Like its hatchback counterpart, Vauxhall's latest more spacious Astra Sports Tourer estate gets a smarter look, extra connectivity and a more appealing, more efficient range of engines. Jonathan Crouch reports.
Ten Second Review
Vauxhall is hoping to increase its presence in the compact estate sector with the latest Astra Sports Tourer. MPVs and 4x4s might offer more interesting options for family buyers but the solid, practical virtues of a good estate are not to be under-estimated. This one's cleaner, more frugal, more practical, higher-tech and sharper to look at than before. It's a better package all-round.
When what you need to fit in your car just won't, you need a bigger car. Family hatchback owners confronted with this nightmare scenario have a number of options at their disposal. They could take the rugged route with a compact 4x4, choose the versatility of a mini-MPV or step up to a medium range saloon. Alternatively, they could turn to an extended version of the family hatchback they already have. The estate car isn't the trendiest or most exciting option but when you need a little bit more room, it does the job. Vauxhall's Astra Sports Tourer is little more than an extended Astra hatch but it could be all the car you need, especially in latest generation form.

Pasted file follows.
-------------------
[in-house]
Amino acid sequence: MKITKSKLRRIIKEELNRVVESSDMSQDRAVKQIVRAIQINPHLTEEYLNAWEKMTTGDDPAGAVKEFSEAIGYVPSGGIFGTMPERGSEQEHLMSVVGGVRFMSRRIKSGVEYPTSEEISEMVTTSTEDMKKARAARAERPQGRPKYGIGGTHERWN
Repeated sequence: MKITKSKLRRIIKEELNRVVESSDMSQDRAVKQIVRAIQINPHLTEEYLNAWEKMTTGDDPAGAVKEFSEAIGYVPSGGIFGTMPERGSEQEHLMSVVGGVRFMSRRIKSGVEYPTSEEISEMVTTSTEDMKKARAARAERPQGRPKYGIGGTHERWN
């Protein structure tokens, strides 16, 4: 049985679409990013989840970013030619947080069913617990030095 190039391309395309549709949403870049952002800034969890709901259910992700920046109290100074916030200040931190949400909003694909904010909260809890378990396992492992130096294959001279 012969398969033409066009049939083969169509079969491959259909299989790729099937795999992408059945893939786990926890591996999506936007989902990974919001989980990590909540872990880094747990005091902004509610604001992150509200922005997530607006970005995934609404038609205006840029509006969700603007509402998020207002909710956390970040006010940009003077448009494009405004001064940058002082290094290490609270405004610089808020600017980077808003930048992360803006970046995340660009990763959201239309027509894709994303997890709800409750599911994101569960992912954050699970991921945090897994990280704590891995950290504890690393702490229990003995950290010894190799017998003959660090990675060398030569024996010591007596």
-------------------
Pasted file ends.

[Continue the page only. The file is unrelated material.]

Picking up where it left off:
Many of the leading lights in the family hatchback sector have an estate version. Focus, Golf, Peugeot 308 - the manufacturers of all these models see the value of tagging another few centimetres onto the rear of the five-door hatches to give customers the option of extra carrying capacity. Vauxhall has a history of following suit with its Astra but like its rivals, sales of Astra estates have traditionally been way down on those of the standard hatchback versions. The compact estate market looks likely to remain a niche one but with flashy Sports Tourer branding, this generation Astra estate could be destined to take a bigger slice of it.
Like the rest of the Astra Sports Tourer, the suspension is shared with the Astra hatchback. Reducing this latest model's weight by up to 200kgs has had a significant effect on the way this car drives. It now soaks up bumps better and turns into the bends more easily, aided by a stiffer chassis and torque vectoring that helps with cornering traction. As before, this Vauxhall does without the kind of independent rear suspension system you'd find on a rival Ford Focus Estate, instead favouring a neat Watts linkage system that claims to reduce sideways motion between the axle and the body of the car as you go through the corners.